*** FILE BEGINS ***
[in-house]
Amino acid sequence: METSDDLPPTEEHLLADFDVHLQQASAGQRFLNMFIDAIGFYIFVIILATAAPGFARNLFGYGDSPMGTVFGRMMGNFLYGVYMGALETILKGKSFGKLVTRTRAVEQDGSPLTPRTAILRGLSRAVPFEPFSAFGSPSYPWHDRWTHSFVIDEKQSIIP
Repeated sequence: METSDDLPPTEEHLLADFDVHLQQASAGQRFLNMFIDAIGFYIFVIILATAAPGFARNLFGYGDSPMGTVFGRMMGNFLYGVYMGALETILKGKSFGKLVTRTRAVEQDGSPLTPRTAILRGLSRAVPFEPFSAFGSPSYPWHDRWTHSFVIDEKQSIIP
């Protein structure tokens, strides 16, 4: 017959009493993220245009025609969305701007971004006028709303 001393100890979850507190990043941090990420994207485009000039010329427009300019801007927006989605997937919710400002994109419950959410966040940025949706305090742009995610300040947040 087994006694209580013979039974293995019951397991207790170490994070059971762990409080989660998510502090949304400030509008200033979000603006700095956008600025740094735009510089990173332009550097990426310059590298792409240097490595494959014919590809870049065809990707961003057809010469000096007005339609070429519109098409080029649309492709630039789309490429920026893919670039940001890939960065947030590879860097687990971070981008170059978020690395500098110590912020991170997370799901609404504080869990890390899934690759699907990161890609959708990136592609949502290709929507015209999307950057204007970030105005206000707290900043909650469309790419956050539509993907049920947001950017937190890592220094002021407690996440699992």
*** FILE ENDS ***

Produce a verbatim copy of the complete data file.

[in-house]
Amino acid sequence: METSDDLPPTEEHLLADFDVHLQQASAGQRFLNMFIDAIGFYIFVIILATAAPGFARNLFGYGDSPMGTVFGRMMGNFLYGVYMGALETILKGKSFGKLVTRTRAVEQDGSPLTPRTAILRGLSRAVPFEPFSAFGSPSYPWHDRWTHSFVIDEKQSIIP
Repeated sequence: METSDDLPPTEEHLLADFDVHLQQASAGQRFLNMFIDAIGFYIFVIILATAAPGFARNLFGYGDSPMGTVFGRMMGNFLYGVYMGALETILKGKSFGKLVTRTRAVEQDGSPLTPRTAILRGLSRAVPFEPFSAFGSPSYPWHDRWTHSFVIDEKQSIIP
């Protein structure tokens, strides 16, 4: 017959009493993220245009025609969305701007971004006028709303 001393100890979850507190990043941090990420994207485009000039010329427009300019801007927006989605997937919710400002994109419950959410966040940025949706305090742009995610300040947040 087994006694209580013979039974293995019951397991207790170490994070059971762990409080989660998510502090949304400030509008200033979000603006700095956008600025740094735009510089990173332009550097990426310059590298792409240097490595494959014919590809870049065809990707961003057809010469000096007005339609070429519109098409080029649309492709630039789309490429920026893919670039940001890939960065947030590879860097687990971070981008170059978020690395500098110590912020991170997370799901609404504080869990890390899934690759699907990161890609959708990136592609949502290709929507015209999307950057204007970030105005206000707290900043909650469309790419956050539509993907049920947001950017937190890592220094002021407690996440699992």